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Weblogging trends

An hour of webtrawling is hardly an exercise in comprehensive research, but some things about the sorts of weblogs out there have certainly changed in the past six months. As usual, I was looking for more possible updates to the list of medievalists with weblogs I maintain.

If you happen to know of any I haven't included yet who should be on the list, let me know.

  • There are far more blogs-as-coursework than there used to be. I ran across a large handful of course weblogs which discussed Chaucer or Gawain or other Major Medieval Author as a duty. Such weblogs generally cover four months of updates and then are abandoned.
  • I found very few new weblogs by medievalists by using a number of different search terms on Google. This has been a useful method for me before, but not this time. Either I need to work on my random keyword selection, or Google isn't indexing as it used to. More likely, both. Also, perhaps the number of medievalists making new weblogs about their work is plateauing, or, in fact, in decline. If they are making new weblogs at all, they are not connecting with any of the existing communities of medievalists online.
  • Few of the medievalists whose weblogs I already browse now and again had added to their own lists of weblogs they followed with any new medievalists. I only found one new site that way.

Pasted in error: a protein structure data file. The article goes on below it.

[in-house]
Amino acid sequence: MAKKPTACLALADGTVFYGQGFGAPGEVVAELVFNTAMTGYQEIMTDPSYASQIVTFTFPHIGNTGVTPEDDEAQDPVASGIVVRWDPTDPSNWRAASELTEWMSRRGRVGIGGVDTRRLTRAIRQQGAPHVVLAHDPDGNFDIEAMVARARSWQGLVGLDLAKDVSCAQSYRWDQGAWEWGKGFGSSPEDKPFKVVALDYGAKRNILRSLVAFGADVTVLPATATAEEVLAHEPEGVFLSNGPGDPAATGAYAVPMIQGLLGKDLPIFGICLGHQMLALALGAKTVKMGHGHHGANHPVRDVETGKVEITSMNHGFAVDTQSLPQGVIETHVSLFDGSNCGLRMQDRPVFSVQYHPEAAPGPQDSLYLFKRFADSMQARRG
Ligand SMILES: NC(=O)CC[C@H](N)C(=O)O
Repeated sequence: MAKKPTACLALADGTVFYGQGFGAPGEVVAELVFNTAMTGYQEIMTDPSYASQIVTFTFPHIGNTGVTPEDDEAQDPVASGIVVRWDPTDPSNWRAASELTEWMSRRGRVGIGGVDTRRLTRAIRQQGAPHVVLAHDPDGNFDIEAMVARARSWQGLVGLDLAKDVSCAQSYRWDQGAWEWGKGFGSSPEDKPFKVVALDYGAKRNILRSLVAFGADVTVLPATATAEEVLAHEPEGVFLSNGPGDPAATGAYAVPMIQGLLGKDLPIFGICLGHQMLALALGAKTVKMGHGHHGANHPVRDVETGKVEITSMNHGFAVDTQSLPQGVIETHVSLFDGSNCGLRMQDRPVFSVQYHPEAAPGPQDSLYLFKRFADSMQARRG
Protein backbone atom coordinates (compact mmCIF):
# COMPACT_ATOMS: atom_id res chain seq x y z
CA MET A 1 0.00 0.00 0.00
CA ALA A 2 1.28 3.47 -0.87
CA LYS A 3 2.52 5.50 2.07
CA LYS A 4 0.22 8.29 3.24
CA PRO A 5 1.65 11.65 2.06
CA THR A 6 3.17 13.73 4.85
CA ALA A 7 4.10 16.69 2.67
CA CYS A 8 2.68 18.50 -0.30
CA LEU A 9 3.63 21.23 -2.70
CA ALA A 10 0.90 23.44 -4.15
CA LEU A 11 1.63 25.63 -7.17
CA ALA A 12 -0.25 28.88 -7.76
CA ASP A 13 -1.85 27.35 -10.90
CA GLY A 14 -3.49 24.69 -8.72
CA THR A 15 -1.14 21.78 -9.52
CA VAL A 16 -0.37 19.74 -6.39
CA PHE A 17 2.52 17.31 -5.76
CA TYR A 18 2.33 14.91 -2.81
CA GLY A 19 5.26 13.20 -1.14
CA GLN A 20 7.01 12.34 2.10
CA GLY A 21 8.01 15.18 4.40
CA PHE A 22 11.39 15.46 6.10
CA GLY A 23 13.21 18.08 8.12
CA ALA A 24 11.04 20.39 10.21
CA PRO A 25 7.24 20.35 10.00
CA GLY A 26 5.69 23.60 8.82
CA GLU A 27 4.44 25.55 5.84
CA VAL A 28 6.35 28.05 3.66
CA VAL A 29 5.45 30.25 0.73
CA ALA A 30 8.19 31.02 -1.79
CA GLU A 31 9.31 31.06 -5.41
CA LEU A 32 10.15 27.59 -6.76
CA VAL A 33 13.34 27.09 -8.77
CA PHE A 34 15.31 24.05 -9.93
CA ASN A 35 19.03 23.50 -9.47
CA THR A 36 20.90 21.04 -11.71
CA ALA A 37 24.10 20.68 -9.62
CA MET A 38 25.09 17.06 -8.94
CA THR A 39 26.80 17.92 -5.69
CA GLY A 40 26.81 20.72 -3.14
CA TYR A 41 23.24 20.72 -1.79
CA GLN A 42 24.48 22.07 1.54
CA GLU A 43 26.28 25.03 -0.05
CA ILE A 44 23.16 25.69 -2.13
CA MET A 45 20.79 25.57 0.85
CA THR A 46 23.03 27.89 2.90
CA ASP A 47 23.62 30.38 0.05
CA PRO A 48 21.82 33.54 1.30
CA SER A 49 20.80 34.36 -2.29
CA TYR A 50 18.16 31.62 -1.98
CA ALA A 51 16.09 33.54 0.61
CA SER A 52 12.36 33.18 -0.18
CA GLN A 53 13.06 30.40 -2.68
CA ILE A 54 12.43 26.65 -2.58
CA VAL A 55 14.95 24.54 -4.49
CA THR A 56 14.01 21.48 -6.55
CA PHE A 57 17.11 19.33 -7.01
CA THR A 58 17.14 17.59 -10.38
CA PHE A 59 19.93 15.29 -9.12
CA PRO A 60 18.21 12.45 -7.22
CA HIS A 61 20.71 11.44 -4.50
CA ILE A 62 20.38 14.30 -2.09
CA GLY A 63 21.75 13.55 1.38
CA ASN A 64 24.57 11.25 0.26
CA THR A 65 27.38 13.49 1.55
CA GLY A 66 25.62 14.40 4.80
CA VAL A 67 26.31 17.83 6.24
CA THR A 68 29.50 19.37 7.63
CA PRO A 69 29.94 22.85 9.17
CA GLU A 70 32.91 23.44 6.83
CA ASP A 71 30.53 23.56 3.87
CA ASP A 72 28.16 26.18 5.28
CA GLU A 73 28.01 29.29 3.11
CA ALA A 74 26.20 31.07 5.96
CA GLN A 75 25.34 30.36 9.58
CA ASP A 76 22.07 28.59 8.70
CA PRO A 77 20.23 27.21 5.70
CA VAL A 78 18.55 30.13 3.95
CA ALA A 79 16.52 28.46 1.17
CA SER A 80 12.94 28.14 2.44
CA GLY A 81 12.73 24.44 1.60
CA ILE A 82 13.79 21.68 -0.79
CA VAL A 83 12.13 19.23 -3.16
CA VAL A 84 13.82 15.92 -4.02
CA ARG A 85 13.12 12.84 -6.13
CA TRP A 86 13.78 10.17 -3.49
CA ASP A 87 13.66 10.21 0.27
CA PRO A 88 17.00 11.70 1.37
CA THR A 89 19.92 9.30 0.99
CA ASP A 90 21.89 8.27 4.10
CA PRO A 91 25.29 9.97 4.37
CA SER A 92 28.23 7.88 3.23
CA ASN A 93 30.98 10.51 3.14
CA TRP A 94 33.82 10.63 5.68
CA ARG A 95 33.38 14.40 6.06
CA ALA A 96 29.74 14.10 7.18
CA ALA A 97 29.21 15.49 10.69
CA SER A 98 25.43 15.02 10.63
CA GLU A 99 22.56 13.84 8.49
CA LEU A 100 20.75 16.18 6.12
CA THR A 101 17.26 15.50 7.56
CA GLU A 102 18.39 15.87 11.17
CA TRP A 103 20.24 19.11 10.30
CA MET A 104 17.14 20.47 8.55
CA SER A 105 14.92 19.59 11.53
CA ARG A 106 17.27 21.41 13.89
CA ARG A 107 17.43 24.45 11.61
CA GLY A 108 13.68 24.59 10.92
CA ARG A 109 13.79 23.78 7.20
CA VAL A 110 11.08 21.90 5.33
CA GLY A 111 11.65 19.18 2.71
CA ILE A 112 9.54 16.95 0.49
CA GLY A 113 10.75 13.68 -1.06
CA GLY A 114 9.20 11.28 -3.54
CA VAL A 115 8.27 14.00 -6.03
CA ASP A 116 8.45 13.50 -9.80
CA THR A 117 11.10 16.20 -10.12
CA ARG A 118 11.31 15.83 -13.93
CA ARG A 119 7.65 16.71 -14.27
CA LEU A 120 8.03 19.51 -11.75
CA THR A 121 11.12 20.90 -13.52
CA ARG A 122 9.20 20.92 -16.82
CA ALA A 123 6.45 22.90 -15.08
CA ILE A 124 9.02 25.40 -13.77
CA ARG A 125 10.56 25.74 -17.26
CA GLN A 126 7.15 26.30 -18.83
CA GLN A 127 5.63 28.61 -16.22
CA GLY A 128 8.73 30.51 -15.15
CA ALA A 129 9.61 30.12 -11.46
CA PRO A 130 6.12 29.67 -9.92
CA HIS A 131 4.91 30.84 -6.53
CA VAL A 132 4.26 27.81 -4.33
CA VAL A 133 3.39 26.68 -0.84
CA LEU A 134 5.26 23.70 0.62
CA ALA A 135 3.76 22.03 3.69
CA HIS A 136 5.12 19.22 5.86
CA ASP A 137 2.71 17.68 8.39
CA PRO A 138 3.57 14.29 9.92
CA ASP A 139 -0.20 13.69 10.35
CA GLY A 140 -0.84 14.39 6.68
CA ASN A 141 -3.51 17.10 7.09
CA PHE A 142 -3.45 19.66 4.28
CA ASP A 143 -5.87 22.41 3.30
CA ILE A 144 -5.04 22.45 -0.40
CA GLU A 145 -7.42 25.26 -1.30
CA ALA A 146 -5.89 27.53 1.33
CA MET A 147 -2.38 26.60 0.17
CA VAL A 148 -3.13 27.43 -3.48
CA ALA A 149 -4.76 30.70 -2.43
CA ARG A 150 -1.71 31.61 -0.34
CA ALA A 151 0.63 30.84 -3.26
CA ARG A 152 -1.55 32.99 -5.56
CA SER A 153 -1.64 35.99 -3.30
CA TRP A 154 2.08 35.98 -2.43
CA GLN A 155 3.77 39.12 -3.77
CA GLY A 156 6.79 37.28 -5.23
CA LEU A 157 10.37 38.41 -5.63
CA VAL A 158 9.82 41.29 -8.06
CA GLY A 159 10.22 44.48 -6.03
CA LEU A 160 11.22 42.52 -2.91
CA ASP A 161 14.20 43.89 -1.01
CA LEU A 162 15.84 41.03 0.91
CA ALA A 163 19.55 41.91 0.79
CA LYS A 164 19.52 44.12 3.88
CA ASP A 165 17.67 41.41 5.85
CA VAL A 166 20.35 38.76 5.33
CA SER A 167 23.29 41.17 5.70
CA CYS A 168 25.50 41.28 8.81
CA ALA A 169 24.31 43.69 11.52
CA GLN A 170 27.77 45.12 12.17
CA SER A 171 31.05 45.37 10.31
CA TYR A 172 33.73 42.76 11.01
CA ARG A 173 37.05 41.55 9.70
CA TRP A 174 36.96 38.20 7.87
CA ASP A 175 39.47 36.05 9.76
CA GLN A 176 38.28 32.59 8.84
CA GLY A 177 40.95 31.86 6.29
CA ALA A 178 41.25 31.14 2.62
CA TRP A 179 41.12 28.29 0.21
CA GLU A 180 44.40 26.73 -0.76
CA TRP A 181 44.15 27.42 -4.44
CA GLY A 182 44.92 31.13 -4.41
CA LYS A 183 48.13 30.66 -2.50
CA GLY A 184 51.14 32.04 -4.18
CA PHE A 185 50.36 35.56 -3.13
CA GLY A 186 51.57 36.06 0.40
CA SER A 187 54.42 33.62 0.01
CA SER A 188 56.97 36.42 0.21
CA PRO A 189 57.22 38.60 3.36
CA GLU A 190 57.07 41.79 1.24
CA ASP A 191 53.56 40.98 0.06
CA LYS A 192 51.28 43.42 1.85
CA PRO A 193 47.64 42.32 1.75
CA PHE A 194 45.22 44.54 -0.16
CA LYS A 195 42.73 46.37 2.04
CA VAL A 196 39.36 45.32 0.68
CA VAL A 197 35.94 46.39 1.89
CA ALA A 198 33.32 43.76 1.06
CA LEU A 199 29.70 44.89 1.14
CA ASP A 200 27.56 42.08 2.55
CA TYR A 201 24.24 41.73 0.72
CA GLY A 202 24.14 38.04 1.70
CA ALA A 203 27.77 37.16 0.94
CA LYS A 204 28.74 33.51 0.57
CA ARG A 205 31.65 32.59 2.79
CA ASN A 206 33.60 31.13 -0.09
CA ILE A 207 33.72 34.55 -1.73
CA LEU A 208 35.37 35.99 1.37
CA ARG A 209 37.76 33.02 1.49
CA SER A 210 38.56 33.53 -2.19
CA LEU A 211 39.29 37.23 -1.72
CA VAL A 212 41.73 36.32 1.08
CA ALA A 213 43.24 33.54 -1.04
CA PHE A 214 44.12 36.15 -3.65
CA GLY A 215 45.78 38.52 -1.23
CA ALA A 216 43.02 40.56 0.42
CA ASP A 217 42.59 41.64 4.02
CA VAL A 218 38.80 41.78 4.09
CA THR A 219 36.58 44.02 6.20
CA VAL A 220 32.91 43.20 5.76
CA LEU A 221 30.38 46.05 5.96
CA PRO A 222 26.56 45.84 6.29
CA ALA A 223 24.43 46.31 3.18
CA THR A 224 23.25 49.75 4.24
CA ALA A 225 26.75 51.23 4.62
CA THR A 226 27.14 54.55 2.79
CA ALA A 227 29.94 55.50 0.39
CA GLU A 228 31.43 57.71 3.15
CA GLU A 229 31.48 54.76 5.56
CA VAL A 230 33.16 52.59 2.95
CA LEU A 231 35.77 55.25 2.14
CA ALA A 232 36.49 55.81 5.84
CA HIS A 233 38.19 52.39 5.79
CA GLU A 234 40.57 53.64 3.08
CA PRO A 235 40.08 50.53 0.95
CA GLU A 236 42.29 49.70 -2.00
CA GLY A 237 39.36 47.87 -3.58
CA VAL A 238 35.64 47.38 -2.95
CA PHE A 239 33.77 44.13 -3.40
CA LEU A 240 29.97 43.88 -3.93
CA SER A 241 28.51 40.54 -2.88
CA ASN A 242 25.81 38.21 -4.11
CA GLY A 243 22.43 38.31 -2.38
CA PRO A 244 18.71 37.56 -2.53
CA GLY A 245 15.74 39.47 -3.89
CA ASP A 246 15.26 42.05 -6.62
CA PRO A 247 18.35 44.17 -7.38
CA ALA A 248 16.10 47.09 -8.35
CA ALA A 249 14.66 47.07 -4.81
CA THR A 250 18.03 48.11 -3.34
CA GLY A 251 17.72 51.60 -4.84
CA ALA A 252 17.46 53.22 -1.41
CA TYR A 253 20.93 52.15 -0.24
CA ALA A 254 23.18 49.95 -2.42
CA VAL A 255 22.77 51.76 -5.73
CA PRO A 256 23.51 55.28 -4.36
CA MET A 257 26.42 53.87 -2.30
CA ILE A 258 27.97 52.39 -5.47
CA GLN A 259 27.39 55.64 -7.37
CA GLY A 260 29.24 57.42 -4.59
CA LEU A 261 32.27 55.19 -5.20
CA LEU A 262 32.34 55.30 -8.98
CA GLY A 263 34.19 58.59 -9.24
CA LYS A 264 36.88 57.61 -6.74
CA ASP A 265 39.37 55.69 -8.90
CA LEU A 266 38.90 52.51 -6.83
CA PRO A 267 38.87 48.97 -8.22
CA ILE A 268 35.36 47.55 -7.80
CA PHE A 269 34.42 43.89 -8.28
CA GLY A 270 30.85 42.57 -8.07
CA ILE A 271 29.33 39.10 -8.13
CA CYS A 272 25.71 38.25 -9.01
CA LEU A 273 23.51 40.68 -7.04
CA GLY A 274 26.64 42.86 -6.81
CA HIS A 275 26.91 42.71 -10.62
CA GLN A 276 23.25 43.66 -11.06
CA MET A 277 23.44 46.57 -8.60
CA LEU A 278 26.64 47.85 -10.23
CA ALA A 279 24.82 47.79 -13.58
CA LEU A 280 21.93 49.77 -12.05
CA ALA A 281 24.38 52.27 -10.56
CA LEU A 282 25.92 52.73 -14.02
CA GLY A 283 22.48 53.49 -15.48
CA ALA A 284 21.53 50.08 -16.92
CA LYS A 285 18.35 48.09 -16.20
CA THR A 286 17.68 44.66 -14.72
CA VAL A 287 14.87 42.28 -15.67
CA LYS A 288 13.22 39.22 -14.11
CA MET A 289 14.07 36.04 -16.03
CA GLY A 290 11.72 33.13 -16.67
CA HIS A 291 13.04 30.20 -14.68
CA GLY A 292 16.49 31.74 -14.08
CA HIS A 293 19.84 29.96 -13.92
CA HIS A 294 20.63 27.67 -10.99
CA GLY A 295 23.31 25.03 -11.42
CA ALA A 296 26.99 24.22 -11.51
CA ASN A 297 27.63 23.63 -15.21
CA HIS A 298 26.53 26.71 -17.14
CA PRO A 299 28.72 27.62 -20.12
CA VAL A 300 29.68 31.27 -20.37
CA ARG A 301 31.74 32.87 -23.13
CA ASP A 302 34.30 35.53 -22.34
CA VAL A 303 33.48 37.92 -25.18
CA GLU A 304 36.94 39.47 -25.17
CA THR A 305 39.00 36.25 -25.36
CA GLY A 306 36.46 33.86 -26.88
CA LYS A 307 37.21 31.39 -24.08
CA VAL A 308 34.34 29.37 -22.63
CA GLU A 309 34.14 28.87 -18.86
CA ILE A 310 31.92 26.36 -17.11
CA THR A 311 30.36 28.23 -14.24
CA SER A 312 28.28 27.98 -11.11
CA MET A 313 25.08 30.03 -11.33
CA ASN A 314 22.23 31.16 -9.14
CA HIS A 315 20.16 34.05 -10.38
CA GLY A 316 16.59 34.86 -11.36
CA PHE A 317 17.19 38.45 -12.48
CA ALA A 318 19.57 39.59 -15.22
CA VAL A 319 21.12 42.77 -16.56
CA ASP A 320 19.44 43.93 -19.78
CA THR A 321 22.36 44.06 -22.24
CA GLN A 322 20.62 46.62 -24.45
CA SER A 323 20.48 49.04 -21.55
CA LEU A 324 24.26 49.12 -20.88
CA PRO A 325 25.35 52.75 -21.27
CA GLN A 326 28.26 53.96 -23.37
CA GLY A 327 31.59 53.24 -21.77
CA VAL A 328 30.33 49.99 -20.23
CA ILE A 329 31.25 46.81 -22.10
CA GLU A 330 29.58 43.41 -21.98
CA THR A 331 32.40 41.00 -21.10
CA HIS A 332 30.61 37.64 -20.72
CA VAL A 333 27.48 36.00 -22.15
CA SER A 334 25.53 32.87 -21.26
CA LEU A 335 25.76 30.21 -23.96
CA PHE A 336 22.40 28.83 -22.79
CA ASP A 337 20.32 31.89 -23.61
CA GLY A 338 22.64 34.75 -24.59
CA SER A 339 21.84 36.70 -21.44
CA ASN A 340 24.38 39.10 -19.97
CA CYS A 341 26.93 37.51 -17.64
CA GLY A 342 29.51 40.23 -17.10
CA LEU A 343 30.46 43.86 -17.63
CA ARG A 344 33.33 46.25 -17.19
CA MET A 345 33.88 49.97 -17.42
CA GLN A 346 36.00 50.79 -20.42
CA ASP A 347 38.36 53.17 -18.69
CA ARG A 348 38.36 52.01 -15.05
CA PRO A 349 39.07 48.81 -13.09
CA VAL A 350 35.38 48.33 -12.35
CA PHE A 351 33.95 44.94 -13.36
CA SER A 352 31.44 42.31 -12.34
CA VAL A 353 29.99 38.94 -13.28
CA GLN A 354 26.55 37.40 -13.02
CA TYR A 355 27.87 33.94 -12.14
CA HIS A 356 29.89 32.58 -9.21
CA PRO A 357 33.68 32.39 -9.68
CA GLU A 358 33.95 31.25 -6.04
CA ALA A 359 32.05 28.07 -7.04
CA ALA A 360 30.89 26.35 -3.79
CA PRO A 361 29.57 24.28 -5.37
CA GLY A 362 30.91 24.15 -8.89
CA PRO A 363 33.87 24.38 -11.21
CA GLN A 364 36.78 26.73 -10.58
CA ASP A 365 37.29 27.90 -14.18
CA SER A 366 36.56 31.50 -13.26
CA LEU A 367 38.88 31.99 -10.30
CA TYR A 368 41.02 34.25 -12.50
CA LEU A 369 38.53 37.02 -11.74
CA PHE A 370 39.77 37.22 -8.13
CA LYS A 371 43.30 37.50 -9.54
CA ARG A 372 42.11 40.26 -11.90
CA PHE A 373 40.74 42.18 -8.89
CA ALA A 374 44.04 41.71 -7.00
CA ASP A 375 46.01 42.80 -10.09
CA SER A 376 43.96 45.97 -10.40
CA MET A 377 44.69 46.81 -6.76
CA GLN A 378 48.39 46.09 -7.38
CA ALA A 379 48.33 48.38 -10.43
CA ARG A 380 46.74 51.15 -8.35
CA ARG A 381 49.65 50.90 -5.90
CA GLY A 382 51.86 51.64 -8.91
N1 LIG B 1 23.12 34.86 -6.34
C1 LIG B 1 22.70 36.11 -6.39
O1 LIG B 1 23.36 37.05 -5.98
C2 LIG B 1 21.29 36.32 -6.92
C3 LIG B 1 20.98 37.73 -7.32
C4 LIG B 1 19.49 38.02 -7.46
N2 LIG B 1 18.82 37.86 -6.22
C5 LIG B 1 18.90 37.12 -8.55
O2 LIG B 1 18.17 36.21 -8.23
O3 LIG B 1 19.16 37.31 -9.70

Along the way, however, I did run across another local weblog compilation: U of T Blogs. For those of you who enjoy geographically-centered online web-browsing, there's also GTA Bloggers.


( 6 comments — Leave a comment )
Jul. 15th, 2004 11:11 am (UTC)
this is awesome!! What a great idea!
(Deleted comment)
Jul. 15th, 2004 12:18 pm (UTC)
You're so useful!
Jul. 15th, 2004 12:48 pm (UTC)
The internet is a miniscule little place. So are LJ networks. I ran into you via an undergraduate friend's friend's recommendation, but everyone you listed in this comment has makyo in common, and I know I ran into him on LJ through York connections.
(Deleted comment)
Jul. 16th, 2004 10:53 am (UTC)
That's an amazing small world story!

Is sushidog involved in physics or maths at all?

evieb read physics at York for a while, which is how I know her. Through her, I know makyo, who just received his PhD in something mathematical at Warwick. everild at least has a York connection.

It's not that I actually need to know this, but it's an intriguing challenge to try figuring it all out. Maybe it's just that academic England is a miniscule place.

Have a good trip!
( 6 comments — Leave a comment )